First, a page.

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2,000 hostages freed as African troops close in on Boko Haram

By
Andrew V. Pestano
Cameroon, Chad, Niger, Nigeria and Benin established a joint military force last year to combat the militant Islamist group Boko Haram. Cameroonian and Nigerian soldiers killed at least 300 Boko Haram militants and liberated at least 2,000 people during security operations. File photo by Oleg Zabielin/Shutterstock
Cameroon, Chad, Niger, Nigeria and Benin established a joint military force last year to combat the militant Islamist group Boko Haram. Cameroonian and Nigerian soldiers killed at least 300 Boko Haram militants and liberated at least 2,000 people during security operations. File photo by Oleg Zabielin/Shutterstock

ABUJA, Nigeria, April 6 (UPI) -- At least 2,000 hostages were freed and more than 300 Islamist militants killed as government troops closed in on Boko Haram in northern Nigeria.

The regional security operation took place Sunday and Monday in and surrounding Nigeria's northern town of Walassa, near the Cameroon border. Cameroon is part of a 8,700-strong coalition with Benin, Chad, Nigeria and Niger, united in the fight against Boko Haram, which pledged allegiance to the Islamic State in March 2015.

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Cameroonian soldiers of the Multinational Joint Task Force and Nigerian Army soldiers from the 152nd battalion also destroyed a Boko Haram logistics base where explosives were manufactured. The operation seeks to flush out Boko Haram militants from hideouts along the borders of Cameroon, Chad and Niger.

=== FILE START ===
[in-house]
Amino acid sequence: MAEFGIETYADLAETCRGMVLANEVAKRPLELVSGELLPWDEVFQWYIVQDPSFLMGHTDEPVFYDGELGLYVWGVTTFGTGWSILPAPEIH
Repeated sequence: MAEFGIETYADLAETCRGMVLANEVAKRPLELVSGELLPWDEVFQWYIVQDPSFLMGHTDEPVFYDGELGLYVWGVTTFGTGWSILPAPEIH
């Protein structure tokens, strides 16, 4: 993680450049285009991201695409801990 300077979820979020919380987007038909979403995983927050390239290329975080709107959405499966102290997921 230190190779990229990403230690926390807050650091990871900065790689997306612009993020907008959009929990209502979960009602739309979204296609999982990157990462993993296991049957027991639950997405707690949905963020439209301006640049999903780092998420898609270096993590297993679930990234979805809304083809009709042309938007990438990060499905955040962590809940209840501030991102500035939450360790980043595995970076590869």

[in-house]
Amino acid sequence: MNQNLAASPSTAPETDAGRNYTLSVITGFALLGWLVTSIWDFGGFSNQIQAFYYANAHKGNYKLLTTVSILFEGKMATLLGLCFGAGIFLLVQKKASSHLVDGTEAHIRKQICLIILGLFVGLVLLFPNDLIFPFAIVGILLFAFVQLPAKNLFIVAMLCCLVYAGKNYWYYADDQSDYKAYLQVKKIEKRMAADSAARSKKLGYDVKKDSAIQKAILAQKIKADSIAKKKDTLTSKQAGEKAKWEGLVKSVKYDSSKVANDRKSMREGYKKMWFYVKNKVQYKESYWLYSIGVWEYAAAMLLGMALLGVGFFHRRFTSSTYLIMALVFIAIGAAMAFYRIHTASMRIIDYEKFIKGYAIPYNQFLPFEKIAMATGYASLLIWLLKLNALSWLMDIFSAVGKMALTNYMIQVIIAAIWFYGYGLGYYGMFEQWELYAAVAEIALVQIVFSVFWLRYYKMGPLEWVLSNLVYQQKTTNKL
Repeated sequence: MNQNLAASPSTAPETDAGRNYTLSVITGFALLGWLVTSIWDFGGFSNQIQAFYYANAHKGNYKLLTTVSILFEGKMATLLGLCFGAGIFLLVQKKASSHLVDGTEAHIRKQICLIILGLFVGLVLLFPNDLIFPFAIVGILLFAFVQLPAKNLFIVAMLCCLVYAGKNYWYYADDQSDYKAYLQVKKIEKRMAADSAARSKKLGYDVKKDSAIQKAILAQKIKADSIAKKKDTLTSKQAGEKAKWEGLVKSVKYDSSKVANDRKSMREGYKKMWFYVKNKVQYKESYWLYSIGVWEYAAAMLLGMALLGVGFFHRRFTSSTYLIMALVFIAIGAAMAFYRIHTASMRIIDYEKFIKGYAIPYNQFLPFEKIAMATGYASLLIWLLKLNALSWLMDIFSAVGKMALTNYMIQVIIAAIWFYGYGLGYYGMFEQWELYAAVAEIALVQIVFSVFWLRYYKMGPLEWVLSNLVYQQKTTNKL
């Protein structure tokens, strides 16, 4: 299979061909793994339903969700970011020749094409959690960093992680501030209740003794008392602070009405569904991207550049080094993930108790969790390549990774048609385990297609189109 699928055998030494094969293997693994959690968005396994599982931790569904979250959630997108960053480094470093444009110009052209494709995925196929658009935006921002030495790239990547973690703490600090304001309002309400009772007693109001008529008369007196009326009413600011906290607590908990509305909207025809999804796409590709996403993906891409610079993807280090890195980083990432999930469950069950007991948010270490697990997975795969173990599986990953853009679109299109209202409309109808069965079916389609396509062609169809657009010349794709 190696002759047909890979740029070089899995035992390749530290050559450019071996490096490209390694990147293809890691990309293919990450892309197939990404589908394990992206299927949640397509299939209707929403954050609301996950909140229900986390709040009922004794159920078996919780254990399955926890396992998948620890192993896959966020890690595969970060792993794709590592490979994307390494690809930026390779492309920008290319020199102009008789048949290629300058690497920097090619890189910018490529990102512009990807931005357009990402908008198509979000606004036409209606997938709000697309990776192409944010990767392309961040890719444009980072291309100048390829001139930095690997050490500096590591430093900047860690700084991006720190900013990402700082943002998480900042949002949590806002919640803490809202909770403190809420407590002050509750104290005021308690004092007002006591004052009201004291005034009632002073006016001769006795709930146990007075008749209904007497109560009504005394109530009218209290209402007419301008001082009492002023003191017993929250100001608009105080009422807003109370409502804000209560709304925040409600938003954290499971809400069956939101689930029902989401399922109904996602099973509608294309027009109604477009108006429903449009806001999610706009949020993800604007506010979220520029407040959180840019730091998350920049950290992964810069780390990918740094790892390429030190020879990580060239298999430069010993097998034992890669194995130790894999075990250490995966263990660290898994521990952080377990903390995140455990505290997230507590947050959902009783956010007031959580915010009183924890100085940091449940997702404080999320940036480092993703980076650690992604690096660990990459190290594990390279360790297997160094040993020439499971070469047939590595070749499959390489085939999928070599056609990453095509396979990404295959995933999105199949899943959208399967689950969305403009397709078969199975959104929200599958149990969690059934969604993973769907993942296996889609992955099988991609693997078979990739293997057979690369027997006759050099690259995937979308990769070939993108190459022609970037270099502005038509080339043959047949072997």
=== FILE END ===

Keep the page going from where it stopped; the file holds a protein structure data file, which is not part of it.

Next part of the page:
"We recovered several weapons, destroyed vehicles, generators and other war materials," Cameroonian Gen. Bouba Dobekreo said Tuesday.

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Dobekreo said 17 villages had been freed and that his forces are prepared to eradicate the Boko Haram threat.

Nigeria's defense headquarters recently established a camp to rehabilitate former Boko Haram members. The effort, called Operation Safe Corridor, is "geared toward rehabilitating and reintegrating the repentant and surrendering Boko Haram members back into normal life in the society," Nigerian Army public relations Brig. Gen. Rabe Abubakar said in a statement.

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Boko Haram was designated a foreign terrorist organization by the U.S. State Department in 2013. The militant Islamic group seeks to establish an Islamic state in Nigeria and has ruthlessly targeted civilians.

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On Sunday, the Nigerian army said it captured Khalid al-Barnawi, leader of the Boko Haram splinter group Ansaru.

Also known as Mohammed Usman, al-Barnawi is among three Nigerian rebel leaders with a "specially designated global terrorist" designation given by the U.S. State Department. The United States had also offered a $5 million reward for information leading to his arrest.

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